by Karen Kaiser,

Best of times

Nov. 1, 2010
A great range of devices have been invented to keep time.
A great range of devices have been invented to keep time. In the dental office, time is monitored, for example, for the length of an appointment, or precise timing with products to ensure treatment success. Timing is also important for patients, who use products for an adequate amount of time in home care. After all, too little time spent on plaque removal will consequently contribute to more time spent in the dental chair. Patients often remark, "I just don't have the time to brush, floss, or rinse. How long do I need to brush anyway?"

Some timely products make time management easier for patients.

Generally speaking, have you ever noticed when one watches a clock, time appears to pass more slowly? When it comes to checking the time, will wrist watches become obsolete? Nowadays, cell phones display the most accurate time, and many also have timers. The phones are kept close by at all times.

Still, the time spent on caring for the mouth should be a priority. Consumer surveys report that over an average American's lifetime, 38.5 days are spent brushing his or her teeth, with an average person brushing for 45 to 70 seconds on any given day.

With such a short time being spent on plaque removal, professional recommendations on how to be more efficient in the time one spends brushing is significant. Philips Sonicare motivates patients with timers integrated into their power toothbrush line. The Flex Care+ power brush has a feature that promotes brushing at a timed cycle. The "gum care" mode runs for a three minute round, allowing areas to be effectively reached to improve tissue health. Two minutes of the cycle is powered up for general plaque removal. An added minute is used to concentrate on more tender gingival areas or difficult to maintain spots as with periodontal involvement. With Smartimers (recommended two-minute mode) and Quadpacers, patients can be audibly alerted to the recommended length of time to spend brushing each section in their mouth.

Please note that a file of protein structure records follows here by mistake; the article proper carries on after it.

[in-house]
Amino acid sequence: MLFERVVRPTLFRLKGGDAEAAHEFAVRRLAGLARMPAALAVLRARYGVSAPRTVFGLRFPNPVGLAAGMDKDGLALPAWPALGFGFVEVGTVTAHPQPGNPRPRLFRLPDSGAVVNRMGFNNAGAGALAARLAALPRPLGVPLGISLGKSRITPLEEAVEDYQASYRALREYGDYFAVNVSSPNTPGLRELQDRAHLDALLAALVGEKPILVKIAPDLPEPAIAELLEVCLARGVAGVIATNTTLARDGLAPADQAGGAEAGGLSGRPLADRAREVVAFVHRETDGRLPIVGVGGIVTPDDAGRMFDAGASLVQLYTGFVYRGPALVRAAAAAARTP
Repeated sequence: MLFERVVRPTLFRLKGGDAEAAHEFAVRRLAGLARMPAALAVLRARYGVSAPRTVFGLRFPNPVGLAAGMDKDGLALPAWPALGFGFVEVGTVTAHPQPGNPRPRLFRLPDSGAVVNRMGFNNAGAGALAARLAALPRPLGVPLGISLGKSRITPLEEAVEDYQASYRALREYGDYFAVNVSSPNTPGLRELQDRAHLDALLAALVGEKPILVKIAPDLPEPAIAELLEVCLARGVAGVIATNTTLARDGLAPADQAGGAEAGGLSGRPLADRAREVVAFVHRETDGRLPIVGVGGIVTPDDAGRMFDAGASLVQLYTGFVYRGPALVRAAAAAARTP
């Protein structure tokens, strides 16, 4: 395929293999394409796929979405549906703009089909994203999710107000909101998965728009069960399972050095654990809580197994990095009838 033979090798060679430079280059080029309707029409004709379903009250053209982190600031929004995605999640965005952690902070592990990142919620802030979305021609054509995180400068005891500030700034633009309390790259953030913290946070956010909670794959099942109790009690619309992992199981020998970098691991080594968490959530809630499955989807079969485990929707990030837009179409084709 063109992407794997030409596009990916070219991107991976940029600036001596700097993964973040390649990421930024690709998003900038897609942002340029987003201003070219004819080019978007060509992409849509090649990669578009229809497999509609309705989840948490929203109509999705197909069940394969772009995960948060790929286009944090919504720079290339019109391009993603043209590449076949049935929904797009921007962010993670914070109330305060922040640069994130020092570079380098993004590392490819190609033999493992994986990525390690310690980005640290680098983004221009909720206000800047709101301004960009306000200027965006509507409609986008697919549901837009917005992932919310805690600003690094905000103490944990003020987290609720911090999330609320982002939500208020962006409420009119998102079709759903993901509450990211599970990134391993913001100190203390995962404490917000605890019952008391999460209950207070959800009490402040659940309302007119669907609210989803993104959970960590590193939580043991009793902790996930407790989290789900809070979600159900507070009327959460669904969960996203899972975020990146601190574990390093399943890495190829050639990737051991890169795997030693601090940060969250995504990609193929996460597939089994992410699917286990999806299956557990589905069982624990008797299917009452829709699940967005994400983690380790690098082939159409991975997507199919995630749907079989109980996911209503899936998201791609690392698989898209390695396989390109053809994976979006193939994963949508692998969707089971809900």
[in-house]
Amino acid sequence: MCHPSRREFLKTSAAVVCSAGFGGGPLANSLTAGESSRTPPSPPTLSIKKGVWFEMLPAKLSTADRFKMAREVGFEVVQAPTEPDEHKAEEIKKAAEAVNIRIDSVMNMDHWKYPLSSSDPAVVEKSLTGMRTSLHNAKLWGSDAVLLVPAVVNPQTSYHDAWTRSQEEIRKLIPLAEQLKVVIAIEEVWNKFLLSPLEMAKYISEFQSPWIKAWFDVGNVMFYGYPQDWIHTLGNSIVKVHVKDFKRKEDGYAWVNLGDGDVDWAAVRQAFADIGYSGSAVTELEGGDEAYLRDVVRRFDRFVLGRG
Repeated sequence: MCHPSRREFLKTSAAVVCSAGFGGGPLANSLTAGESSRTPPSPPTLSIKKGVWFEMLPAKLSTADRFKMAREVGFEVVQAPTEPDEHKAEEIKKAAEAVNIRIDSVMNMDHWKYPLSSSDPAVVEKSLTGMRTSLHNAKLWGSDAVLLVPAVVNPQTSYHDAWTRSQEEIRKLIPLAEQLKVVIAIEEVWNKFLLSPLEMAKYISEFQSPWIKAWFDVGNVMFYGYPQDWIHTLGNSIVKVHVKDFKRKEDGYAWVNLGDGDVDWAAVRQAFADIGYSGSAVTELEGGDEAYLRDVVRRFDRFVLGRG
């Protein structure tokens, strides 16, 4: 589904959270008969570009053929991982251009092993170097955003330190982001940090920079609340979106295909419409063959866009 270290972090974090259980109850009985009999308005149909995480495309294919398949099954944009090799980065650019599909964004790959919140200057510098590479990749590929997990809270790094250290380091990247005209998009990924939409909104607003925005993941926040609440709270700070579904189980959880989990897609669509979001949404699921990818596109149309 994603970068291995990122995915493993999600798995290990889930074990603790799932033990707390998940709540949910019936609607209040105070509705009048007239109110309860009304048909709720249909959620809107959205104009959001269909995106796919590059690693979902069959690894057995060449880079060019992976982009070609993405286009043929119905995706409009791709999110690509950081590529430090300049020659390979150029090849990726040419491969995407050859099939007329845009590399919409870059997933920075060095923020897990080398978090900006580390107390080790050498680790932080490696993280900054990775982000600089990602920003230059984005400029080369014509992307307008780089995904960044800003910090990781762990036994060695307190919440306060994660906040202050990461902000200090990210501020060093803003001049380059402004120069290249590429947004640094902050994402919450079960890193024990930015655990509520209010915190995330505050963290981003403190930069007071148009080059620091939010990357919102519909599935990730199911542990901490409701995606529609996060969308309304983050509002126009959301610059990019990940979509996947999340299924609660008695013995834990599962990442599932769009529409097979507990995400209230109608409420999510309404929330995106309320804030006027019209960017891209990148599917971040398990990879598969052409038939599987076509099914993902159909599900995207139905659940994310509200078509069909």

Keeping kids brushing is no easy task. Sunstar Americas motivates kids ages four to 11 to manually brush more with its Crayola brush line, which features a LED lighted timer. The timer flashes continuously until the cycle is completed. More effective cleaning occurs when kids brush longer. The base of the brush has a suction cup that can stick to a counter and is also where the timer is triggered. Once pushed, the child watches the blinking brush in hand and brushes for a minute, focusing on the top or bottom teeth only. After the minute, the flashing will stop; then the child pushes the flasher again and resumes brushing for another minute, finishing the other arch. The toothbrush is available in colors of blue, green, yellow, and red, and the handle of the brush flashes the color as well to illuminate the entire brush handle when the timer is activated.

More amusement during brushing is found when a white molar shaped timer is used. The Twooth Timer Company has a simple turn-the-top timer, which ticks and then dings a bell when the two minutes have elapsed. The molar timer is small, taking up little counter space. No batteries are required for the unit. This molar timer can be used for timing brushing, mouth swishing with rinses, and more.

Another time keeper is Hager Worldwide's molar clock, fit for operatory display. The white plastic clock allows timing of dental treatment with a second hand function. This mighty molar will have patients smiling time after time. Now is the time to add fun as a motivator, making the focus on dental care as time well spent.

The author did not receive compensation for products mentioned.

Karen Kaiser, RDH, graduated from St. Louis' Forest Park dental hygiene program in 1994 and currently practices at the Center for Contemporary Dentistry in Columbia, Ill. She has written several articles for RDH and other publications, sits on dental hygiene panels, and is an evaluator for Clinical Research Associates.Editor's Note: In the August 2010 issue, this column incorrectly identified Premier Dental's Event fluoride trays, which Ms. Kaiser said made "dual-arch fluoride applications simple." We regret the error.

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